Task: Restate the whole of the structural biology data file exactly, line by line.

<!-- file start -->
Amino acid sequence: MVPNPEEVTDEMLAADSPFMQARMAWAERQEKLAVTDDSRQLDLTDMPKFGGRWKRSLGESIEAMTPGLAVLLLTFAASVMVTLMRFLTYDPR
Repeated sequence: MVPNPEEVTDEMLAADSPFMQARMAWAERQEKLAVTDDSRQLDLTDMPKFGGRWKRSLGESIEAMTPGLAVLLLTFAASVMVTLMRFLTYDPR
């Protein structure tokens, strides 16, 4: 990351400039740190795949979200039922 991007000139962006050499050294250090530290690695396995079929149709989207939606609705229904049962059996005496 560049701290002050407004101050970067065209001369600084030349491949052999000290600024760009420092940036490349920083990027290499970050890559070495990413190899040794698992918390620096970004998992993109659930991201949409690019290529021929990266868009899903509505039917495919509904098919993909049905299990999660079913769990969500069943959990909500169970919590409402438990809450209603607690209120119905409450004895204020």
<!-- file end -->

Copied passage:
Amino acid sequence: MVPNPEEVTDEMLAADSPFMQARMAWAERQEKLAVTDDSRQLDLTDMPKFGGRWKRSLGESIEAMTPGLAVLLLTFAASVMVTLMRFLTYDPR
Repeated sequence: MVPNPEEVTDEMLAADSPFMQARMAWAERQEKLAVTDDSRQLDLTDMPKFGGRWKRSLGESIEAMTPGLAVLLLTFAASVMVTLMRFLTYDPR
């Protein structure tokens, strides 16, 4: 990351400039740190795949979200039922 991007000139962006050499050294250090530290690695396995079929149709989207939606609705229904049962059996005496 560049701290002050407004101050970067065209001369600084030349491949052999000290600024760009420092940036490349920083990027290499970050890559070495990413190899040794698992918390620096970004998992993109659930991201949409690019290529021929990266868009899903509505039917495919509904098919993909049905299990999660079913769990969500069943959990909500169970919590409402438990809450209603607690209120119905409450004895204020």